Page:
Blowboney Enterprises Generating Financial Projections
BlowBoney Enterprises is a local technology company. The business has been successful, and it plans to expand. Consequently, they are interested in generating financial projections for the next 3 years. Their current financial information is highlighted below, and it is also reproduced in the downloadable excel template.
Note that the current year balance sheet is not necessarily consistent with the assumptions used to make pro forma projections of the future. You shouldn’t change anything in the current year information to match the assumptions about the future; the current information is to be used as given.
Income Statement Current Sales $2,400,000 Cost of Sales $1,400,000 Gross Margin $1,000,000 SG&A Expense $200,000 Depreciation Expense $125,000 Interest Expense $37,500 Interest Earned $12,500 Profit Before Tax $650,000 Taxes $227,500 Net Income $422,500 Dividends $0 Retained Earnings $422,500
Balance Sheet Current Current Assets Cash $800,000 Accounts Receivable $640,000 Inventory $56,250 Marketable Securities $475,000 Fixed Assets Gross Fixed Assets $2,362,500 Accumulated Depreciation $750,000 Net Fixed Assets $1,612,500 Total Assets $3,583,750 Current Liabilities Accounts Payable $937,500 Other Current Liabilities $118,750 Long-Term Debt $765,000 Stock Holder’s Equity Common Stock $1,500,000 Accumulated Retained Earnings $262,500 Total Liabilities & Equity $3,583,750
The current year balance sheet is not necessarily consistent with the assumptions we use to make the pro forma projections into the future. Do not “correct” anything in the current year information; the current information is to be used as given.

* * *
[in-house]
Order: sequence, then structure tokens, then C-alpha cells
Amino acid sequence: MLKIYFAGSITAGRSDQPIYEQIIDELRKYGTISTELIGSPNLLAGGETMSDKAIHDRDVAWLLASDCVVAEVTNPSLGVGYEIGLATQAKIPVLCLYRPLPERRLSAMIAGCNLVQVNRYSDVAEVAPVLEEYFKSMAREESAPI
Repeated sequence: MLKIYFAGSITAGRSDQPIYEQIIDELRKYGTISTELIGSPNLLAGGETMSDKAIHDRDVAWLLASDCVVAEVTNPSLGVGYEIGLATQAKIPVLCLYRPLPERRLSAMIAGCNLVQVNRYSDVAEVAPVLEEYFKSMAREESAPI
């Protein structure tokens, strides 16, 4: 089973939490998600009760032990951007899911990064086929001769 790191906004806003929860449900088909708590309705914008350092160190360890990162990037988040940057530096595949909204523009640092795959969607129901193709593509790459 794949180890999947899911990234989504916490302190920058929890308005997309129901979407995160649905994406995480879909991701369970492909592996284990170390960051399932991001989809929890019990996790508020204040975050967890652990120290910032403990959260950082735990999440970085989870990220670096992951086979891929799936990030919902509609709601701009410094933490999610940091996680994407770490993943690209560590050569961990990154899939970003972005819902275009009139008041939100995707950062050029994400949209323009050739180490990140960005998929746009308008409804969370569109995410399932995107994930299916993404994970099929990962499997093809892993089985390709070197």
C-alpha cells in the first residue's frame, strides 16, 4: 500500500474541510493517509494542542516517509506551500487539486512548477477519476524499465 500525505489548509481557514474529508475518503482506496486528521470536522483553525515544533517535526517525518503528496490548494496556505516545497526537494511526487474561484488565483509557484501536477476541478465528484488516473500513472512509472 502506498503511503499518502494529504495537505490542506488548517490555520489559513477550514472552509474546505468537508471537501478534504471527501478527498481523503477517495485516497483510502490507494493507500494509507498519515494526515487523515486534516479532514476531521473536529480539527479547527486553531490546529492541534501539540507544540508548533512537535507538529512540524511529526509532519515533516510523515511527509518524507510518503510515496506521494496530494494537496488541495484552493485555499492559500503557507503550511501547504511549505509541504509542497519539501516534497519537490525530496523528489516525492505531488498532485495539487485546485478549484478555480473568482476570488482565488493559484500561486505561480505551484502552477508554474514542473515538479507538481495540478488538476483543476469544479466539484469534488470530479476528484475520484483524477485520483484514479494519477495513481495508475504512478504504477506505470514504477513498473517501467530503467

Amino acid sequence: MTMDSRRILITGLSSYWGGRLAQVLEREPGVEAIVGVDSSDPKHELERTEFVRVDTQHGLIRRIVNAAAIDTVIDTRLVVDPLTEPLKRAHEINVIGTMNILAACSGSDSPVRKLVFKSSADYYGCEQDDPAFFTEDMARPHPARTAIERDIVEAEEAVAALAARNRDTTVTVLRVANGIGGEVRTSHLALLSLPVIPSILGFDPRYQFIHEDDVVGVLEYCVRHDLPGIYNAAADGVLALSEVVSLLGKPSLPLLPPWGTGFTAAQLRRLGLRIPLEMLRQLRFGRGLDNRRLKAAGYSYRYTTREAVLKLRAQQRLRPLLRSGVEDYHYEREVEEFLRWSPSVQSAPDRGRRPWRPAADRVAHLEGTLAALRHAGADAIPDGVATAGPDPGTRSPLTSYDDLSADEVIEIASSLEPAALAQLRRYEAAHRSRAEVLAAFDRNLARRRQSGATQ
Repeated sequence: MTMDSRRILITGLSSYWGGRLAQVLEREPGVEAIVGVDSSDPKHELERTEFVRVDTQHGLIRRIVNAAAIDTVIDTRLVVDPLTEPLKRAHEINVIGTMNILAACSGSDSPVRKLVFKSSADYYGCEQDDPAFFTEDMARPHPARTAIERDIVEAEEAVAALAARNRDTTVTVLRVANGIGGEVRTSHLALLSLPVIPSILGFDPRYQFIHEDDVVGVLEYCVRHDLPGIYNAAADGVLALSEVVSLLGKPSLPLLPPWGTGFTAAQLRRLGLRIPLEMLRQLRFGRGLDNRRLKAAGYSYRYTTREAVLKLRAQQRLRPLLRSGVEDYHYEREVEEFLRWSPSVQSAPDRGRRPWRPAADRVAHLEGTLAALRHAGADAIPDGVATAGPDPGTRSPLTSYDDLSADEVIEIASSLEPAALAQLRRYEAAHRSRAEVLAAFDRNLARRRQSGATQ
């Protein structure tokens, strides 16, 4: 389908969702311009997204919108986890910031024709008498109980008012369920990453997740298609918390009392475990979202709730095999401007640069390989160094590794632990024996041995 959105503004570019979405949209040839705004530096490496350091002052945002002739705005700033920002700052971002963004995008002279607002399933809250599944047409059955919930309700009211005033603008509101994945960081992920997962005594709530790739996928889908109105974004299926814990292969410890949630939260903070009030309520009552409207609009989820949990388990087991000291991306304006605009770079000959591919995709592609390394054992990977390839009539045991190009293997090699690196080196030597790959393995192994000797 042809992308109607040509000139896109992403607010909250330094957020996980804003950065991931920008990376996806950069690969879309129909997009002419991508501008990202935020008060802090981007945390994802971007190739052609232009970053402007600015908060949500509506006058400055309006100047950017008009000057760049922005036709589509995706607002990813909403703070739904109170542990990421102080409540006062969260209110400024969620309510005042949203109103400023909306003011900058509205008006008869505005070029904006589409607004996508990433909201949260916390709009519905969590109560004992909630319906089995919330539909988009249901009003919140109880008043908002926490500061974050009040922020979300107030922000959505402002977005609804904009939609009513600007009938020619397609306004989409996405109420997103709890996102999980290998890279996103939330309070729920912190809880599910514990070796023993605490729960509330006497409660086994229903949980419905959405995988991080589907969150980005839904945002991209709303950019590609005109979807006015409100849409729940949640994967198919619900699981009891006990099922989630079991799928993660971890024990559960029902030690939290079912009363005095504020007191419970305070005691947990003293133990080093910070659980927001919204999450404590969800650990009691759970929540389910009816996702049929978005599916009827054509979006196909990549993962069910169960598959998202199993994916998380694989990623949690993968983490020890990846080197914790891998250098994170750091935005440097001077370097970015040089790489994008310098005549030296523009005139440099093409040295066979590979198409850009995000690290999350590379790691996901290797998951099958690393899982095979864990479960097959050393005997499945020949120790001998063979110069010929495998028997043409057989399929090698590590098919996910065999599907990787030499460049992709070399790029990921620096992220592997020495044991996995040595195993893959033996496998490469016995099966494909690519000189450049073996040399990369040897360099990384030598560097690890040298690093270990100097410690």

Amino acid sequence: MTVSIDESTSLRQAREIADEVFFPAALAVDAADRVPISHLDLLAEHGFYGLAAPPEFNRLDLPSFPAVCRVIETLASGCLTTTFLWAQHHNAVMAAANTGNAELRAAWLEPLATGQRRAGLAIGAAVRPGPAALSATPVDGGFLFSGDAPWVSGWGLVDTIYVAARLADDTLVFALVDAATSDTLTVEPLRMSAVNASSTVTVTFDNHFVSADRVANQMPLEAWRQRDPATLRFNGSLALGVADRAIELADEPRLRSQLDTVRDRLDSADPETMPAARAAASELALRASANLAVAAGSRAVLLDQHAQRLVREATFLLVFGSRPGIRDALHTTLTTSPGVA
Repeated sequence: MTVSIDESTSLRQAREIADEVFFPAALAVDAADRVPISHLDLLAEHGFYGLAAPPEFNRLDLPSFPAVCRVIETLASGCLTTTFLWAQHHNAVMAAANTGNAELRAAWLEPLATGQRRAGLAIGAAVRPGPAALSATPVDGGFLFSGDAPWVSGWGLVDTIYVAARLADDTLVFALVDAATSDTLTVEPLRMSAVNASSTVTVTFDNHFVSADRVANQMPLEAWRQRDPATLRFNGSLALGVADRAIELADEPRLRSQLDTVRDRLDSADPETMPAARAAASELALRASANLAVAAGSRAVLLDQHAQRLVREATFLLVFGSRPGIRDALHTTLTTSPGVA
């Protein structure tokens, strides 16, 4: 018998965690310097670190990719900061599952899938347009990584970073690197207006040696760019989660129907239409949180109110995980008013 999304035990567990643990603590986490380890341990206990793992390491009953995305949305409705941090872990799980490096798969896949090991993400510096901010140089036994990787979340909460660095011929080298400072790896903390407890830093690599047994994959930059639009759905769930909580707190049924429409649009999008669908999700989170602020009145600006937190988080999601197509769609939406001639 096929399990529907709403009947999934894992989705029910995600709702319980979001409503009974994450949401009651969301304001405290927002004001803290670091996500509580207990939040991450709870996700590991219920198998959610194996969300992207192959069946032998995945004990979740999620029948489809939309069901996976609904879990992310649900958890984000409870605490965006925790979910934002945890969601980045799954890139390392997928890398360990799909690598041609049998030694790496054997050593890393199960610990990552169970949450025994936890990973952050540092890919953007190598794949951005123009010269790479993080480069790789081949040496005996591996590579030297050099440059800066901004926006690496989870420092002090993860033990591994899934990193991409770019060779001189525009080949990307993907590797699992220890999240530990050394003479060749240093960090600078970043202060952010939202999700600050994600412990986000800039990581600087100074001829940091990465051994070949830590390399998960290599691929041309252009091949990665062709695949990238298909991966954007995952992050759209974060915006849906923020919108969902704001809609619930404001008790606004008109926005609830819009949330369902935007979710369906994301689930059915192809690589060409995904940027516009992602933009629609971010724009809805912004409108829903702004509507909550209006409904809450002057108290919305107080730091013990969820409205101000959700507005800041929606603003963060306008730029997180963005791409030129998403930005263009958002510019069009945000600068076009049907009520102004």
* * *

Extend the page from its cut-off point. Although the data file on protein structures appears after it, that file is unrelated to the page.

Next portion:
Assume that the proportions of cost of sales, SGA expenses, accounts receivable, inventory, net fixed assets, accounts payable and other current liabilities remain the same proportion of sales for the next 3 years as they were in the current year. You may assume that the level of common stock is constant (not a proportion of sales). You may assume that depreciation expense is a constant proportion of gross fixed assets.
Assume that borrowing additional funds comes at an interest rate of 5.75% and that marketable securities earn 4.25% interest. Assume that the firm maintains a constant level of $800,000 cash. Assume the firm does not pay dividends. Taxes are expected to remain at 35%. Assume that in the projection years, the firm uses either debt or marketable securities, but the two accounts would never both have positive values in the same year. Assume the firm doesn’t carry forward debt or marketable securities principal from year to year. Instead, the firm refinances (or adjusts) these levels every year.
Prepare a preliminary pro forma projection for BlowBoney for the next 3 years. Assume that sales grow at 20% per year.
What is the level of long-term debt projected for BlowBoney at the end of the 3 years? What is the interest earned by BlowBoney at year 3?
Suppose creditors protest due to the high level of accounts payable. Further, your CFO points out that the level of accounts receivable aren’t optimal.
What are the current levels of accounts receivable and accounts payable as a percentage of sales?
If the firm cuts the level of accounts payable (beginning in the first projected year) to exactly 10% of sales, and the level of accounts receivable to exactly 15% of sales, what is the level of long-term debt, if any, at the end of year 3?
Suppose investors in the firm insist on being paid significant dividends. If the firm wishes to begin paying a dividend (60% of net income) next year (first projected year), and if the firm wishes to have accounts payable at exactly 10% of sales, and have accounts receivable at exactly 15% of sales, what is the maximum constant rate at which the firm can grow and not exceed a debt/equity ratio of 35% in year 3?